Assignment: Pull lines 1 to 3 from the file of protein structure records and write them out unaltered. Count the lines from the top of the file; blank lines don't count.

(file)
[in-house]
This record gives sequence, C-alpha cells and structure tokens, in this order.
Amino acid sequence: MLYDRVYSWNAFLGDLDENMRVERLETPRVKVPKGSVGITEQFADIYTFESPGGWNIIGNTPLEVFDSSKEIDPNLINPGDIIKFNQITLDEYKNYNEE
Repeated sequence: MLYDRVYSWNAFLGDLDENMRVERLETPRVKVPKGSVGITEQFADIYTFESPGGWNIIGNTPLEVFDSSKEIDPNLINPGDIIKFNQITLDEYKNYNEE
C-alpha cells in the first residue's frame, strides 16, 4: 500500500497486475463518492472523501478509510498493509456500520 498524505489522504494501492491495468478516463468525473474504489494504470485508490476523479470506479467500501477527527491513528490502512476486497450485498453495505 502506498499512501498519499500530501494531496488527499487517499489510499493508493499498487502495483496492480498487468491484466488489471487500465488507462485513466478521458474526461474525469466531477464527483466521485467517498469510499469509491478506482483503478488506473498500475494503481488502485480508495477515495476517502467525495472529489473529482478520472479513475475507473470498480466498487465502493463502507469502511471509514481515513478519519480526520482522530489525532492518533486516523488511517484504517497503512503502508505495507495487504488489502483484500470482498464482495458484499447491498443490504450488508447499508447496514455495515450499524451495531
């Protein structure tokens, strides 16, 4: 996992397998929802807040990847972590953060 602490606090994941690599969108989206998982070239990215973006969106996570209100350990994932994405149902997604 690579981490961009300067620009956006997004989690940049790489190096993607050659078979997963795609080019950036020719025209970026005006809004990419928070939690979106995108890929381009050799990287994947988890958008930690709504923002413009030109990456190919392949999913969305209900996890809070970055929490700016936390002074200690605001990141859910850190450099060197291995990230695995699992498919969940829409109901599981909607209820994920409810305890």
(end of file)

[in-house]
This record gives sequence, C-alpha cells and structure tokens, in this order.
Amino acid sequence: MLYDRVYSWNAFLGDLDENMRVERLETPRVKVPKGSVGITEQFADIYTFESPGGWNIIGNTPLEVFDSSKEIDPNLINPGDIIKFNQITLDEYKNYNEE